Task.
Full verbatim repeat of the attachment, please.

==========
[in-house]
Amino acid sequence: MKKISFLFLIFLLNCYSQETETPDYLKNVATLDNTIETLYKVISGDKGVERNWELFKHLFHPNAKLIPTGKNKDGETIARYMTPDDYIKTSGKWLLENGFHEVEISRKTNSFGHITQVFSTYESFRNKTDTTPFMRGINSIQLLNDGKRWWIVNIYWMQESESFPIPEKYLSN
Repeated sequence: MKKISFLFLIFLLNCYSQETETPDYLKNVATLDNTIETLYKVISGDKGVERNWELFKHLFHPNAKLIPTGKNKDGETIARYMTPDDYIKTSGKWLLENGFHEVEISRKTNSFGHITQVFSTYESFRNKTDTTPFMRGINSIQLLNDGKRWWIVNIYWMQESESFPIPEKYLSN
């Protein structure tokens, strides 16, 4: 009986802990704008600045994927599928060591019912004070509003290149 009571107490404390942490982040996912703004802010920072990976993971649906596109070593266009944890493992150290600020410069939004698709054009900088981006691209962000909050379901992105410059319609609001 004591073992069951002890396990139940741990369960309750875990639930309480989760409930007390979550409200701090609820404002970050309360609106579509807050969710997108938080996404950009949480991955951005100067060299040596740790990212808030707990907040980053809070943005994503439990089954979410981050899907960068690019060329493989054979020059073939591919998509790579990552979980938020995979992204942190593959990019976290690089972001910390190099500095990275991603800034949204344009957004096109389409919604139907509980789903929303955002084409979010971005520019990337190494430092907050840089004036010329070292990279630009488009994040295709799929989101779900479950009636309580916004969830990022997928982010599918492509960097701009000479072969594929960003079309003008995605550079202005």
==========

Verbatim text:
[in-house]
Amino acid sequence: MKKISFLFLIFLLNCYSQETETPDYLKNVATLDNTIETLYKVISGDKGVERNWELFKHLFHPNAKLIPTGKNKDGETIARYMTPDDYIKTSGKWLLENGFHEVEISRKTNSFGHITQVFSTYESFRNKTDTTPFMRGINSIQLLNDGKRWWIVNIYWMQESESFPIPEKYLSN
Repeated sequence: MKKISFLFLIFLLNCYSQETETPDYLKNVATLDNTIETLYKVISGDKGVERNWELFKHLFHPNAKLIPTGKNKDGETIARYMTPDDYIKTSGKWLLENGFHEVEISRKTNSFGHITQVFSTYESFRNKTDTTPFMRGINSIQLLNDGKRWWIVNIYWMQESESFPIPEKYLSN
């Protein structure tokens, strides 16, 4: 009986802990704008600045994927599928060591019912004070509003290149 009571107490404390942490982040996912703004802010920072990976993971649906596109070593266009944890493992150290600020410069939004698709054009900088981006691209962000909050379901992105410059319609609001 004591073992069951002890396990139940741990369960309750875990639930309480989760409930007390979550409200701090609820404002970050309360609106579509807050969710997108938080996404950009949480991955951005100067060299040596740790990212808030707990907040980053809070943005994503439990089954979410981050899907960068690019060329493989054979020059073939591919998509790579990552979980938020995979992204942190593959990019976290690089972001910390190099500095990275991603800034949204344009957004096109389409919604139907509980789903929303955002084409979010971005520019990337190494430092907050840089004036010329070292990279630009488009994040295709799929989101779900479950009636309580916004969830990022997928982010599918492509960097701009000479072969594929960003079309003008995605550079202005």